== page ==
Pro Tip: NightFest Floriade offers cutting-edge light installations, markets, live music, comedians, and DJs and is a paid ticketed event. But during the day, like most Canberra attractions, the Floriade Festival is a free event.
3. Wildflower Trails
Canberra’s Floriade attracts thousands of people, but there are many places in Australia where dramatic banks of flowers are in the wild and seen in more personal communion with nature.
Sometimes called the greatest flower show on Earth, Western Australia is home to over 12,000 species of wildflowers — 60 percent of which can’t be found anywhere else on Earth, resulting in magnificent wildflower trails. Some highlights include Red-and-Green Kangaroo Paw, pink coneflower, Bull Banksia, Holly-leaved Banksias, Hakea Emu Tree, Winged Boronia, and Green Spider Orchid.
Seeing brilliant wildflowers color the outback landscape is a unique experience. People travel from the eastern states just to see them.
Take the road trip adventure of a lifetime staying in outback stations, some of them as big as small European countries. See WA Visitor’s Centre for more details.
There are also guided tours from half-day, full-day, and multi-day options, leaving Perth (WA’s capital). National parks offer walking tours, such as Kalbarri National Park and Fitzgerald River National Park — home to more than 1,800 beautiful and bizarre species of flowering plants and listed as a UNESCO World Biosphere Reserve.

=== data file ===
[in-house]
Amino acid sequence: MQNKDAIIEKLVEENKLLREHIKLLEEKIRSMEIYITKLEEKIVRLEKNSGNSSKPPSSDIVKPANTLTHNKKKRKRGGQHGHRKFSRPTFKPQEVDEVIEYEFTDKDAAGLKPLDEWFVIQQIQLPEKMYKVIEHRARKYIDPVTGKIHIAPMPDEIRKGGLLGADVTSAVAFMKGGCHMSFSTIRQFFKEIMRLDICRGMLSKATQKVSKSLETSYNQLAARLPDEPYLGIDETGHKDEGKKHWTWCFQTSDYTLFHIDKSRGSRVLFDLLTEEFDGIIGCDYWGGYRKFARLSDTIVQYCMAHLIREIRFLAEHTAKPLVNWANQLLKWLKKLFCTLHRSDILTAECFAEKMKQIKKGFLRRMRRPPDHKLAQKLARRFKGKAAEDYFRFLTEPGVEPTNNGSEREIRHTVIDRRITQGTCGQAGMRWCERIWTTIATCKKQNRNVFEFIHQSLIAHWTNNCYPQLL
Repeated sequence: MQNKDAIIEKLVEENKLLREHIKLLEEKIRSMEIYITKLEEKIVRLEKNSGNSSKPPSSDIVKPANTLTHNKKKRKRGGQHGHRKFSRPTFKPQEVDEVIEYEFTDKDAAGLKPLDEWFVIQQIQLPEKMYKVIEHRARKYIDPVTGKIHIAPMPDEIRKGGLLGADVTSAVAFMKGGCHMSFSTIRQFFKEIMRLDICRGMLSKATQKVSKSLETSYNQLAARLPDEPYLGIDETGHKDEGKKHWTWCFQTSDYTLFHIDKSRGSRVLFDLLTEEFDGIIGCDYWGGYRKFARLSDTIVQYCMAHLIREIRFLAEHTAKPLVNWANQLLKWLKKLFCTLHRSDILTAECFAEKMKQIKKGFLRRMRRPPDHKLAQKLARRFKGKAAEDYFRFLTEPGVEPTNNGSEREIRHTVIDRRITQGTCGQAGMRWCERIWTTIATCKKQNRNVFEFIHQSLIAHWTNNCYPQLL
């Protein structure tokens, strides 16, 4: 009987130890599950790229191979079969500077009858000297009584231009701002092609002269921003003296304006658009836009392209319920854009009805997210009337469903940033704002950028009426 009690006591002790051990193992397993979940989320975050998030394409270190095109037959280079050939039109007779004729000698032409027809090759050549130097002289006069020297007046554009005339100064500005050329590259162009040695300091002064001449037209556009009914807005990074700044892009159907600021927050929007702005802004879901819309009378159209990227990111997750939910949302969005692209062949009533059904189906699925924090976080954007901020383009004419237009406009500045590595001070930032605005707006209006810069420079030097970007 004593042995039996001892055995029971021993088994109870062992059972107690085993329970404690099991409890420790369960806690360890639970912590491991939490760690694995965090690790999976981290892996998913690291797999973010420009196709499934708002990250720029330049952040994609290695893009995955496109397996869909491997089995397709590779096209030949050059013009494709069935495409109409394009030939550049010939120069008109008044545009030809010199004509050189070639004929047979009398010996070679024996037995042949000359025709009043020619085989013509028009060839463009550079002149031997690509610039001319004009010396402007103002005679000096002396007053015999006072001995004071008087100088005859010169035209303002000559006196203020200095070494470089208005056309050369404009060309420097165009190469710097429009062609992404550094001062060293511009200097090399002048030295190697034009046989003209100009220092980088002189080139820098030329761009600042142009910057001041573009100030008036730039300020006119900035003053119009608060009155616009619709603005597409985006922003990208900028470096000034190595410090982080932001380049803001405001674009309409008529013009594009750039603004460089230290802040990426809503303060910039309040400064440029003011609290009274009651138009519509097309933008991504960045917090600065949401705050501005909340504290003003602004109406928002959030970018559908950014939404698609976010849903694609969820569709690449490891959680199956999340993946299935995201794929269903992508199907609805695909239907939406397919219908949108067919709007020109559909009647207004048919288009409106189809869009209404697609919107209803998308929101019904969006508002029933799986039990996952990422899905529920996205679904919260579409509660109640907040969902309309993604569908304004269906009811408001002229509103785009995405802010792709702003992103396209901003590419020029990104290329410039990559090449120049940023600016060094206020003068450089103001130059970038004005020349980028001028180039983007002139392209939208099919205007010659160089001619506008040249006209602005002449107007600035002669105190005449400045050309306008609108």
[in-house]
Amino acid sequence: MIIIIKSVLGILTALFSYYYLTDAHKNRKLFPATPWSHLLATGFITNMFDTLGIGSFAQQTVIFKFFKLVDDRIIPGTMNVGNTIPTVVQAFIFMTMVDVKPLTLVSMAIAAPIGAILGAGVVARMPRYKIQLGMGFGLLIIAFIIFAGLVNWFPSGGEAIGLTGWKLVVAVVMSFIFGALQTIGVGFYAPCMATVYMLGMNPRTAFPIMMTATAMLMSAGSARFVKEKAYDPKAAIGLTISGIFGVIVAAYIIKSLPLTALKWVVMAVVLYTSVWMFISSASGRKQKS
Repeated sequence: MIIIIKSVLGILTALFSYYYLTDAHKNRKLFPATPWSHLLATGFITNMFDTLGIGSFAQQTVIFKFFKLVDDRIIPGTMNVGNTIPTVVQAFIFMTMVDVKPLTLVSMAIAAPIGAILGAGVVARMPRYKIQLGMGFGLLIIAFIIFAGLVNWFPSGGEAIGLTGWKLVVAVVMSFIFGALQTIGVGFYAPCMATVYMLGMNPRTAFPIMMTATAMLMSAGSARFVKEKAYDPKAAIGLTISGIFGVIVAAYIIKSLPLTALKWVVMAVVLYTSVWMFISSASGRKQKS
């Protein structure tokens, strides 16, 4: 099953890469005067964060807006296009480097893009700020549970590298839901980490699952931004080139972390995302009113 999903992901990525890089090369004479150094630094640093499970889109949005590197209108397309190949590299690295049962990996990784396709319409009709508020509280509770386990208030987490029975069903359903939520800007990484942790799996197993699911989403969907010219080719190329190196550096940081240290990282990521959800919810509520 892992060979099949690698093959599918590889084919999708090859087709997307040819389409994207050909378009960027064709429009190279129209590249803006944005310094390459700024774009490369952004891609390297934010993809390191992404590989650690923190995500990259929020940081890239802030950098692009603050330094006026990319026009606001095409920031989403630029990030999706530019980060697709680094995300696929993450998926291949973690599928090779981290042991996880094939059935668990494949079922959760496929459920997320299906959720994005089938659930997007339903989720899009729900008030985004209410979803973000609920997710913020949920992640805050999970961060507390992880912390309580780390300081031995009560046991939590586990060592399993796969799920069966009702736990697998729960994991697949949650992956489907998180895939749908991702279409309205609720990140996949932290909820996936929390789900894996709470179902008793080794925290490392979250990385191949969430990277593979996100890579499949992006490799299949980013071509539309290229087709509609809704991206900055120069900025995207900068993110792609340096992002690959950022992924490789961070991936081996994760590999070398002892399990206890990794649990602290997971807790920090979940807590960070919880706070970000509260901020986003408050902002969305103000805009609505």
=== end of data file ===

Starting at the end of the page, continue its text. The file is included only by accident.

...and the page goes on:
The Margaret River region is not only home to wildflowers but a thriving wine and culinary scene. There are now direct flights from Melbourne to Margaret River instead of the need to drive the 3 hours down from Perth and several specialist tours that include wildflowers.
WA is Australia’s largest state and has the most extended wildflower season. The blooms carpet the landscape with color, coming into bloom in the northern parts of the state in June and flourishing through till late spring in the southern parts of WA. If you only plan to visit Perth, one quarter (3,000 species) of all Western Australian plants are grown in Perth’s Kings Park. Free guided walks occur daily, rent a bike, or take a guided bike tour. The Annual Kings Park Festival is held in September and includes spectacular blooming wildflowers.
Pro Tip: Good sites to help plan a trip to see WA’s wildflowers include How to See Western Australia’s Unique Wildflowers and Find Wildflowers.
4. Wildflower Walking Trails
New South Wales
National Parks in NSW have wildflower walking trails. The Flannel Flower walking track Iies on the Central Coast. The Australian native flannel flower is named because of the soft wooly feel of the plant. In spring, see the flowers in full bloom; the profusion of white petals is simply beautiful. Werakata National Park is a wildflower wonderland — purple happy wanderers, yellow hairpin banksias, and red mountain devils. Port Macquarie is famous for its beaches, but it is also home to Kattang Nature Reserve, where you can find boronia, flannel flowers, everlasting daisies, and wedding bush. In spring, the Snowy Mountains at high-altitude Kosciuszko National Park come to life with purple eyebrights, yellow billy buttons, and everlasting daisies.
Pro Tip: NSW National Parks and Wildlife Service lists great suggestions for wildflower walks.
5. Gardens In The Blue Mountains
New South Wales